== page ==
The recent passing of Mark Strand brought many things to mind—not least his important role, along with Charles Simic, in expanding the impact of European and South American poets on American poetry through their groundbreaking 1976 anthology Another Republic. American poetry, it’s true, had already been seriously altered by an influx of work from “abroad” in the 60’s. The so-called “Generation of ‘27”—in particular, Bly, Levine, Merwin, Kinnell, and Wright—all of whom had come of age under the strictures of New Criticism, suddenly found a new set of formal means and opened-up subject matter when they started reading the poetry of the French and Spanish surrealists, classical Chinese writers like Tu Fu and Li Po, the German Expressionist Georg Trakl, and a young Swedish psychologist named Tomas Transtromer.
Drafts & Framents
Here, Edna St. Vincent Millay writes to Charlotte Babcock Sills, a friend from Vassar, about the Christmas present Millay had given to her—a new book of her poetry, containing the poem “Make Bright the Arrows.” Although Millay previously had been a dedicated pacifist, during World War II, Millay would write poems in support of the Allied Forces, even working with the Writers’ War Board to help create propaganda. Sills was angry at Millay for the content of the poems. As Millay predicts in the letter below, the work would damage her reputation in literary circles.
James performed selections from Rob's memoirs, so Rob decided to return the favor.
Ode on a Stethoscope
by Alastair Gee
In a recent issue of the medical journal Chest, alongside papers about transbronchial needle aspiration and nontuberculous mycobacteria disease, appeared four poems. One of them was “An Intern’s Recollection of a Night at the V.A., July 2004,” by the Vanderbilt University anesthesiologist Doug Hester. In ten lines, the intern in question relates a hospital drama—a patient in trouble, “a new chest tube to suction”—and concludes with a superior’s pithy, annihilating verdict on the intern’s performance: “the needle was / in the wrong place, / just like me.”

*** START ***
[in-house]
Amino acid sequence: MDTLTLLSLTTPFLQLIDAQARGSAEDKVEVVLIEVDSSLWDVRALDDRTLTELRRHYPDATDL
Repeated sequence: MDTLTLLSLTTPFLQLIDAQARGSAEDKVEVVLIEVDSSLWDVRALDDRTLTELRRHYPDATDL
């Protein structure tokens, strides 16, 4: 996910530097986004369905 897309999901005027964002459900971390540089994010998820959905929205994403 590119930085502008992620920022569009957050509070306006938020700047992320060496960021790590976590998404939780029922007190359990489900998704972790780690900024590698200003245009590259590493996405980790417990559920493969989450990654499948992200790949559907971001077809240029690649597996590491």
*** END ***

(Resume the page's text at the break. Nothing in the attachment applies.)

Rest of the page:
Poetry In The News
The outgoing head of Arizona’s education department caught national attention earlier this month when, on his last day in office, he issued a letter saying that Tucson’s public schools are illegally promoting ethnic solidarity and the overthrow of the U.S. government by teaching Mexican history and hip hop.
What received less attention is the letter’s citation of a poem penned by Chicano playright Luis Valdes that aims to instill ideas of empathy and integrity. Teachers of a Mexican-American studies curriculum outlawed by the Arizona legislature used to open their courses with a recitation of the multilingual poem, which Valdes based on philosophical concepts from the ancient Maya.